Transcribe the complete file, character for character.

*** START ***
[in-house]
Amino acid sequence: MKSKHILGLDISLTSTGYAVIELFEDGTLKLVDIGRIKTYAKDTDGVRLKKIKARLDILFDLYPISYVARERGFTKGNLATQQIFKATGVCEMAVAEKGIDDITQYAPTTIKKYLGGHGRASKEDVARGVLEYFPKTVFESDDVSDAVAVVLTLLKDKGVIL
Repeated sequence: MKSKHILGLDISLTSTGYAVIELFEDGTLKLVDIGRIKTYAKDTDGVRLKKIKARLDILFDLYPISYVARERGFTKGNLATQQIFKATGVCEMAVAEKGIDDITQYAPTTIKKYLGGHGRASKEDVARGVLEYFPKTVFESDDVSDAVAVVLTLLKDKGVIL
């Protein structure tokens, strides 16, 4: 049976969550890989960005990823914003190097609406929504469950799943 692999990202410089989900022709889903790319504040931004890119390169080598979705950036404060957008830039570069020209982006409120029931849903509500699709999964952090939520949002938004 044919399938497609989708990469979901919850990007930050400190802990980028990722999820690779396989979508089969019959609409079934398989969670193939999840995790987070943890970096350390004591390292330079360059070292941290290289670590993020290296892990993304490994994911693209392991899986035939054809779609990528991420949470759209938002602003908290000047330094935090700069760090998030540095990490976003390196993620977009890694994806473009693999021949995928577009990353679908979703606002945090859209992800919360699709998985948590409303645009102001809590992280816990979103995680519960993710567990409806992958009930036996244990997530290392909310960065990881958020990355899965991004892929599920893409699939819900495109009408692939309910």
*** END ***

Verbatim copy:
[in-house]
Amino acid sequence: MKSKHILGLDISLTSTGYAVIELFEDGTLKLVDIGRIKTYAKDTDGVRLKKIKARLDILFDLYPISYVARERGFTKGNLATQQIFKATGVCEMAVAEKGIDDITQYAPTTIKKYLGGHGRASKEDVARGVLEYFPKTVFESDDVSDAVAVVLTLLKDKGVIL
Repeated sequence: MKSKHILGLDISLTSTGYAVIELFEDGTLKLVDIGRIKTYAKDTDGVRLKKIKARLDILFDLYPISYVARERGFTKGNLATQQIFKATGVCEMAVAEKGIDDITQYAPTTIKKYLGGHGRASKEDVARGVLEYFPKTVFESDDVSDAVAVVLTLLKDKGVIL
């Protein structure tokens, strides 16, 4: 049976969550890989960005990823914003190097609406929504469950799943 692999990202410089989900022709889903790319504040931004890119390169080598979705950036404060957008830039570069020209982006409120029931849903509500699709999964952090939520949002938004 044919399938497609989708990469979901919850990007930050400190802990980028990722999820690779396989979508089969019959609409079934398989969670193939999840995790987070943890970096350390004591390292330079360059070292941290290289670590993020290296892990993304490994994911693209392991899986035939054809779609990528991420949470759209938002602003908290000047330094935090700069760090998030540095990490976003390196993620977009890694994806473009693999021949995928577009990353679908979703606002945090859209992800919360699709998985948590409303645009102001809590992280816990979103995680519960993710567990409806992958009930036996244990997530290392909310960065990881958020990355899965991004892929599920893409699939819900495109009408692939309910």